Lenny Kravitz to headline Bates concert

Lenny Kravitz, whose down-and-dirty rock anthems, including “Are You Gonna Go My Way,” have won critical and popular acclaim, will perform at Bates on Saturday, Oct. 17, at 8 p.m. in the Clifton Daggett Gray Athletic Building. Sean Lennon, son of the late Beatles member and music legend John Lennon, will open for Kravitz with songs from his album, Into the Sun. Tickets are $20 and are available at Bull Moose Music stores in Lewiston (207-784-6463) and Portland (207-780-6424).

A collage of hip-hop grooves and rock guitar, classic melody and funk, Kravitz has been a musical chameleon since his 1989 debut with Let Love Rule. His latest CD, 5 features surprising instrumentation, including wah-wah guitar, mellotron, mini-moog and even green Heineken bottles played for percussion. “I was listening to a lot of New York hip-hop then,” said Kravitz of the eight months spent recording 5. “Making this album, I felt like a kid with a box of crayons. And I used all the colors.”

A child of two cultures, Kravitz grew up Bahamian and Jewish in Manhattan and Brooklyn, the son of television producer Sy Kravitz and actress Roxie Roker, who played Helen on “The Jeffersons.” Influenced by jazz and R&B in New York City, Kravitz moved to Los Angeles, where he sang with the California Boys Choir and recorded with Zubin Mehta.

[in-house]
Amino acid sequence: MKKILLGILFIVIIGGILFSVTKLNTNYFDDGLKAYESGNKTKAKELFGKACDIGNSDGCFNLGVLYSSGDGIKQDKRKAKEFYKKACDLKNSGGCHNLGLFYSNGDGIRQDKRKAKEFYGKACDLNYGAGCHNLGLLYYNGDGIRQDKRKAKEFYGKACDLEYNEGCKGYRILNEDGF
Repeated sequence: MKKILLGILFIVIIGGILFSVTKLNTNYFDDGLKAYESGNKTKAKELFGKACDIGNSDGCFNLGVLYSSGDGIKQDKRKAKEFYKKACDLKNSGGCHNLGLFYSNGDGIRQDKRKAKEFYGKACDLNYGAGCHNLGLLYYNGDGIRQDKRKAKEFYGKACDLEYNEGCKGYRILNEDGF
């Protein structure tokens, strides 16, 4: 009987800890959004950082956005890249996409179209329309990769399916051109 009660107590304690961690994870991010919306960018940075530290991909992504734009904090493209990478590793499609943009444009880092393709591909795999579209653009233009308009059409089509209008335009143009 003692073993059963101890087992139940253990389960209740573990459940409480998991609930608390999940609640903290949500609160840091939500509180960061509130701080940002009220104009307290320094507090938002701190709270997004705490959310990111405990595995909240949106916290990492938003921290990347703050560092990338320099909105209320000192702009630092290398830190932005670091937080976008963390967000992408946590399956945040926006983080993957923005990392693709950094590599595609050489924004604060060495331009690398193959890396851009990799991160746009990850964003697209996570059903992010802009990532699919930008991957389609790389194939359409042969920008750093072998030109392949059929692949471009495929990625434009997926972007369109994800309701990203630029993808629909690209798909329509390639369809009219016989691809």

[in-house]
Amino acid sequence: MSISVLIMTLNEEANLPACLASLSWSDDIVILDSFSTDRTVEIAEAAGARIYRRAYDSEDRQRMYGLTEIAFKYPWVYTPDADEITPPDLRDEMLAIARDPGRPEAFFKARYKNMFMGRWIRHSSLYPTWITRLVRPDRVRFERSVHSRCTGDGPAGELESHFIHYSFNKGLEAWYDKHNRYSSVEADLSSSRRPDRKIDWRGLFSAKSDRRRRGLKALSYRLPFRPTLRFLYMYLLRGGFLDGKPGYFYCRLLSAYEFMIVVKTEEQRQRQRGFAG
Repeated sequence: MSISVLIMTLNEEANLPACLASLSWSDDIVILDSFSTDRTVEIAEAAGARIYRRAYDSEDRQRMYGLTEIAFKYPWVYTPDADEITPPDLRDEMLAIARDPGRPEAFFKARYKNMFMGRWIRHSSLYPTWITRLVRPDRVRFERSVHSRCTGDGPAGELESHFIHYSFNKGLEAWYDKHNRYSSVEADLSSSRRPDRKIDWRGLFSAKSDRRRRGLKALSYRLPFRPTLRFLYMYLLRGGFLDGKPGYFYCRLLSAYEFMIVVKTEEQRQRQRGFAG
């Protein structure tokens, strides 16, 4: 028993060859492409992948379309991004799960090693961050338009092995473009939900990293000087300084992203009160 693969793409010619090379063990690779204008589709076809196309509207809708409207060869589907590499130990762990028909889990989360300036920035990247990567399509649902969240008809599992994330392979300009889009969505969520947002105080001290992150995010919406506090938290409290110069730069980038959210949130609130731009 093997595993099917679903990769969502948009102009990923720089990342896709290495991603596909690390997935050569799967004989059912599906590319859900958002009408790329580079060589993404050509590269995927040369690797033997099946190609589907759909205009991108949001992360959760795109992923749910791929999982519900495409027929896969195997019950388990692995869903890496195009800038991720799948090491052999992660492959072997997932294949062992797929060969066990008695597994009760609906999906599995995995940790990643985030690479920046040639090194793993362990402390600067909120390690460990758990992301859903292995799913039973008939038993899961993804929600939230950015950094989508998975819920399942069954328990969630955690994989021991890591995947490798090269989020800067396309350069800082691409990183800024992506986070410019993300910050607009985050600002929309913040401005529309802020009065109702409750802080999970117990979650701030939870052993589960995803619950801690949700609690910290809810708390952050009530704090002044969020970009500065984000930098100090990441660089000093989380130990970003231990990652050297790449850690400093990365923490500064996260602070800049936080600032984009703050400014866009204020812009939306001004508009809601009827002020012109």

Critics have lauded Kravitz’s originality and breadth of influences, and audiences have been thrilled by his incendiary live performances.

Lennon, as bassist for Cibo Matto, has opened for Boss Hog, Beck, Sonic Youth and the Butthole Surfers, and performed at San Francisco’s Tibetan Freedom Concert, organized by the Beastie Boys.

Influenced by Brazillian composers Antonio Carlos Jobim and Caetano Veloso, as well as Stevie Wonder, Brian Wilson and Chet Baker, Lennon said Into the Sun was mostly inspired by his girlfriend and producer, Yuka Honda, of Cibo Matto.

“It’s about sharing everything with somebody and the risks involved,” Lennon said. “People who have heard my record often comment on how it jumps from rock to jazz to country. I think that’s the best thing about it.”

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